• Creed
  • Mass
  • Lent
  • Spiritual Retreat
  • Statement of Faith
  • Candidating
  • Missionary
  • Secretary
  • Offering Plate
  • Choir Robes
  • Church (as a building)
  • Theology
  • Small Group
  • Life Group
  • Seminary
  • Slain in the Spirit
  • Church Board
  • Altar Call
  • Legalism
  • Building Fund
  • Spare the rod, spoil the child
  • God helps those who help themselves
  • Cleanliness is next to godliness
  • Closing eyes to pray
  • Church Service or Worship Service
  • Children’s Church
  • Carry-in-Dinner (Potluck)
  • Fellowship Meal
  • Easter
  • Ash Wednesday
  • Christmas
  • Praying a Hedge of Protection
  • Seed Faith
  • Prayer Warrior / Prayer Partner
  • Accountability Partner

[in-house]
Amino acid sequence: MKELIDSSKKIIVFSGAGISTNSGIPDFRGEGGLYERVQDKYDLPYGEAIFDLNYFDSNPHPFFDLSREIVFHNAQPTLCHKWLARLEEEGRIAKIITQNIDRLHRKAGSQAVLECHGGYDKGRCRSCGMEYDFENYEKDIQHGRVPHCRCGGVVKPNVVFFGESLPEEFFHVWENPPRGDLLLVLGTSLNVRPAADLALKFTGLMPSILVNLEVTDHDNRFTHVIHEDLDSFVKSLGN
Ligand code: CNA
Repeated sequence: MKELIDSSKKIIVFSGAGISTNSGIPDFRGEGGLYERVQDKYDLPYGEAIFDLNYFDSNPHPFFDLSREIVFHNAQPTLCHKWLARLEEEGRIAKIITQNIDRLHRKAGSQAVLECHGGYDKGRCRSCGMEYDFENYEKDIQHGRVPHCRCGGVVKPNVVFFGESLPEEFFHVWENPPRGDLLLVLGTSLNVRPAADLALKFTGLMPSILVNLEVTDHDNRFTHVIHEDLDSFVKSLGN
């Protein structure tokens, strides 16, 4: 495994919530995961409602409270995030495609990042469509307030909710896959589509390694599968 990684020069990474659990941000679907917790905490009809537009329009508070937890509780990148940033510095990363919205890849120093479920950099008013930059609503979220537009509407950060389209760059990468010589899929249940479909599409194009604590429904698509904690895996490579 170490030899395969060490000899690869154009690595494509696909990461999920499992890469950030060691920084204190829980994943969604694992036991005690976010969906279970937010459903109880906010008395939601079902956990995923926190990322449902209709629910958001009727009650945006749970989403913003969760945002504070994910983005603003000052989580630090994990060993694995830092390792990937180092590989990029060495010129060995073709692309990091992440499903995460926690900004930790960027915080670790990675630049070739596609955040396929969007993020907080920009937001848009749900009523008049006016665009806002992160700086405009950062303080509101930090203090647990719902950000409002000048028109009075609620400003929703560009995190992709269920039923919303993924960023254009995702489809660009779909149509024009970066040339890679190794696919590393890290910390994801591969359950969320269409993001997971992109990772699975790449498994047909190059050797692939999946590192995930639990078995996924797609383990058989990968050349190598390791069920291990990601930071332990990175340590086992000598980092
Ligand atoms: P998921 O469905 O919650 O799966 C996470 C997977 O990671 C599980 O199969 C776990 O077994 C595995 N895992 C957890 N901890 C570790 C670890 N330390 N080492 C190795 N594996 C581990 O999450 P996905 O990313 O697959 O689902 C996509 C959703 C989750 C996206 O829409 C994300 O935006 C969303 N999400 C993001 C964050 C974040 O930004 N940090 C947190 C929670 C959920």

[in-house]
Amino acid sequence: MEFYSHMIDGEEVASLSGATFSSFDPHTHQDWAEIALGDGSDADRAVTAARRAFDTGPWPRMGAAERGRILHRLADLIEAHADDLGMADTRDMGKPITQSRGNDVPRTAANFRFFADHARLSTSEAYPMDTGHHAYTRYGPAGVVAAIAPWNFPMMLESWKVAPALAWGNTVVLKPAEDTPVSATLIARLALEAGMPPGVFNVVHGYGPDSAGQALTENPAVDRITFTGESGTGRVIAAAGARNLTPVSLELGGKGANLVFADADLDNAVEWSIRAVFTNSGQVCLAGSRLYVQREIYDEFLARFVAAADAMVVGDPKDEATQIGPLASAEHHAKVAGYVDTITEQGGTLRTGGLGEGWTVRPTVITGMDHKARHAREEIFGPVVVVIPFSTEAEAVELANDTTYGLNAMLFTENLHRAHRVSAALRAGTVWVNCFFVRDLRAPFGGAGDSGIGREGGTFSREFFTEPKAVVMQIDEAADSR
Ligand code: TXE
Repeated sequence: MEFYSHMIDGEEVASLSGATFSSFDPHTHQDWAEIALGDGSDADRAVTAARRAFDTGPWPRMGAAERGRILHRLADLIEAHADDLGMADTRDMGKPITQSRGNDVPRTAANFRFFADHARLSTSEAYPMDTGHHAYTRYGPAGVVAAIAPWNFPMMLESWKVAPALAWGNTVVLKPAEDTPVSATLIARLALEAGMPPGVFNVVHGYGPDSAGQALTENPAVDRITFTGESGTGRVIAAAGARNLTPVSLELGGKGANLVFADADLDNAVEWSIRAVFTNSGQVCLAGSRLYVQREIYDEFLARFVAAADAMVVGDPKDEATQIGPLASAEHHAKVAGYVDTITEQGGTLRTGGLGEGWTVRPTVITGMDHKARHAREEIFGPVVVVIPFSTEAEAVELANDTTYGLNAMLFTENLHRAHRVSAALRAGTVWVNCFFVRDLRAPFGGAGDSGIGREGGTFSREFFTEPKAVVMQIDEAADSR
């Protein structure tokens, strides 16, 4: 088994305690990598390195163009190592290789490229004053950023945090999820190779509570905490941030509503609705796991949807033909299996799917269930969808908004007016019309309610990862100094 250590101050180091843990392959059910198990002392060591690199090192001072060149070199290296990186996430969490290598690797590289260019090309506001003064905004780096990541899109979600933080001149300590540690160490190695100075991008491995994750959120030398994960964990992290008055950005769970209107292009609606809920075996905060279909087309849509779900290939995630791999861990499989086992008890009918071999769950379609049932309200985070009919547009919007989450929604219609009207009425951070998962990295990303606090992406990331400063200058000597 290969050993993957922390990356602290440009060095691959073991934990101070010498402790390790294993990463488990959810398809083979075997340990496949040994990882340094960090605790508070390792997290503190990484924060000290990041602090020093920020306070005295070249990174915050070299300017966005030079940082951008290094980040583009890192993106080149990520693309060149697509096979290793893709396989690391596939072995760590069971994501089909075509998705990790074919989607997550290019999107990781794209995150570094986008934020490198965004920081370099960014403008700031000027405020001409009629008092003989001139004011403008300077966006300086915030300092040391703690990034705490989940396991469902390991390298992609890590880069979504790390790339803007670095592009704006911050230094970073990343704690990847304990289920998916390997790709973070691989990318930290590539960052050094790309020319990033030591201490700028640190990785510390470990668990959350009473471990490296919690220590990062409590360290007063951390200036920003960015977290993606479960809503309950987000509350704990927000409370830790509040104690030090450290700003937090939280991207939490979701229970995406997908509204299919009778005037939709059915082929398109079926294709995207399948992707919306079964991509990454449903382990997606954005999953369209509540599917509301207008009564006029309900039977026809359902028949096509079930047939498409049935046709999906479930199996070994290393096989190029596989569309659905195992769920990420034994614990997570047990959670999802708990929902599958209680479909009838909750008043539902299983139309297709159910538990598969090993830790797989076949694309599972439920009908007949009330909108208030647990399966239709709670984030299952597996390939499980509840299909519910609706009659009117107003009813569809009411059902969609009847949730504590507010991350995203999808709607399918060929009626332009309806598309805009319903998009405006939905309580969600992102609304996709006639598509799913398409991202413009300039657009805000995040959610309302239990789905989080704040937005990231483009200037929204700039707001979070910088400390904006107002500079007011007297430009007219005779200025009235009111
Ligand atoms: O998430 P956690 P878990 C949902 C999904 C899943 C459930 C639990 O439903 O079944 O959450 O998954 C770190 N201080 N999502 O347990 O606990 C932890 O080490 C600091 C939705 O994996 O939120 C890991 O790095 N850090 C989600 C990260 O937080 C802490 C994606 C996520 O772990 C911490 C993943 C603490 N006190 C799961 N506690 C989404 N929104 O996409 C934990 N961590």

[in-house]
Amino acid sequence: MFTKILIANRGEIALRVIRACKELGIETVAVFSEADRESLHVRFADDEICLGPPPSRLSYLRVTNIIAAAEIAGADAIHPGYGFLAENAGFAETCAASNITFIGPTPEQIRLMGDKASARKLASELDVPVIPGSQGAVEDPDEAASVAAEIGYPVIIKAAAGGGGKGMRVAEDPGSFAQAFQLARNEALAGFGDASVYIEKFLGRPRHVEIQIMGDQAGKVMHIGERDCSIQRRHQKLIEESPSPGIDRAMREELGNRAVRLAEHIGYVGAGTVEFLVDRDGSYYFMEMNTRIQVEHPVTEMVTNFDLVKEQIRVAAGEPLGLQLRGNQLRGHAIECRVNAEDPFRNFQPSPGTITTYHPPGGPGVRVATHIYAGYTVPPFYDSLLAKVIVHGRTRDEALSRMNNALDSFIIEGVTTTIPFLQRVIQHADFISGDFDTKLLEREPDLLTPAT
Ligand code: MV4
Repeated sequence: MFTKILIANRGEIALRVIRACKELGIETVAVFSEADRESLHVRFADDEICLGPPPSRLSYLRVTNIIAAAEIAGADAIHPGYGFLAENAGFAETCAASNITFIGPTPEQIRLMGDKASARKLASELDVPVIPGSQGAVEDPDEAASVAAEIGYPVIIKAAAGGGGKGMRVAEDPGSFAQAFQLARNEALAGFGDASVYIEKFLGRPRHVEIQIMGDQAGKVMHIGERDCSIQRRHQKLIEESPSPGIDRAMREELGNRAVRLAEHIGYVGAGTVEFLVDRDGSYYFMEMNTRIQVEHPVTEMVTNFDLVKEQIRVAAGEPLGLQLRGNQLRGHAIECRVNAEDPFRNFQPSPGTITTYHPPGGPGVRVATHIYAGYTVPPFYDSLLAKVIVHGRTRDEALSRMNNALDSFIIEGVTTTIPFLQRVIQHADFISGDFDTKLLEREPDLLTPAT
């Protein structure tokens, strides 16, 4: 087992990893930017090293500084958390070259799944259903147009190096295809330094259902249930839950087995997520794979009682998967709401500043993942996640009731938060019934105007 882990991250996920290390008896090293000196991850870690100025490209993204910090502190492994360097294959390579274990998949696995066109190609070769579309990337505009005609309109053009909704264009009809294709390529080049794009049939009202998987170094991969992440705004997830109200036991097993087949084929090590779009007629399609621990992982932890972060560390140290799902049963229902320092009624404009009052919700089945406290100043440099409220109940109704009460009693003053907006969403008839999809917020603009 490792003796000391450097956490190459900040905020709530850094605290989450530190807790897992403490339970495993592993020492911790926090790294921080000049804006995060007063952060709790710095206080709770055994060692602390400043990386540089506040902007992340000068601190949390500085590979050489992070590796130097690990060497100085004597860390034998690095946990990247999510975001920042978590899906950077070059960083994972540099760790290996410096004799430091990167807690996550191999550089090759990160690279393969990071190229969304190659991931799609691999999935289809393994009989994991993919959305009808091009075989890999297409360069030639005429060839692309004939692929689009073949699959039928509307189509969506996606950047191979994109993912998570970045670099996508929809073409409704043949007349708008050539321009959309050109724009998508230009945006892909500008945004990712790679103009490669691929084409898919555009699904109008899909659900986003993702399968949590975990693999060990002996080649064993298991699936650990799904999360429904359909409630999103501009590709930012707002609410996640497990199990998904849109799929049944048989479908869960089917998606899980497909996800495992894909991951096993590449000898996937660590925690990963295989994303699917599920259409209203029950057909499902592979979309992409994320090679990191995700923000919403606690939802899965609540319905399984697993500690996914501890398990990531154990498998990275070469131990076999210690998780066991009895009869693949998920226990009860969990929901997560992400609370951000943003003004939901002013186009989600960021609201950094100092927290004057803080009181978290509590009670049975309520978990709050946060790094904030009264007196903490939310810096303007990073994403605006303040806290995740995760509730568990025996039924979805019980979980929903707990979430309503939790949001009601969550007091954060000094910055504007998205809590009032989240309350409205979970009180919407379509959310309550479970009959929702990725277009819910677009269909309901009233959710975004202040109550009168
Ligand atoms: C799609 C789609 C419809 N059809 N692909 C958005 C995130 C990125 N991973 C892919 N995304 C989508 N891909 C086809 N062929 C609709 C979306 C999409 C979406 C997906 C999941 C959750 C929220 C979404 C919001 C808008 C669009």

• Prayer Chain
  • Prayer Request
  • Traveling Mercies
  • Baptismal
  • Clerical Collar
  • Vestments
  • Prayer Covering
  • Spiritual Covering
  • Catechism
  • Session (of Elders)
  • Denomination
  • Millennium
  • Omniscient
  • Omnipresent
  • Devotions
  • Quiet Time
  • Family Altar
  • Social Justice
  • Eschatology
  • Calvinism
  • Arminianism
  • Pentecostal
  • Charismatic
  • Protestant
  • Evangelical
  • Catholic
  • Incarnation
  • Immaculate Conception
  • Worldview
  • Once Saved, Always Saved
  • Ask Jesus into Your Heart
  • Backsliding
  • Confirmation
  • Name it and Claim It
  • Prosperity Gospel
  • Fundamentalist
  • Re-dedication
  • Revival
  • Bible
  • Christianity       …do we have anything left to talk about?!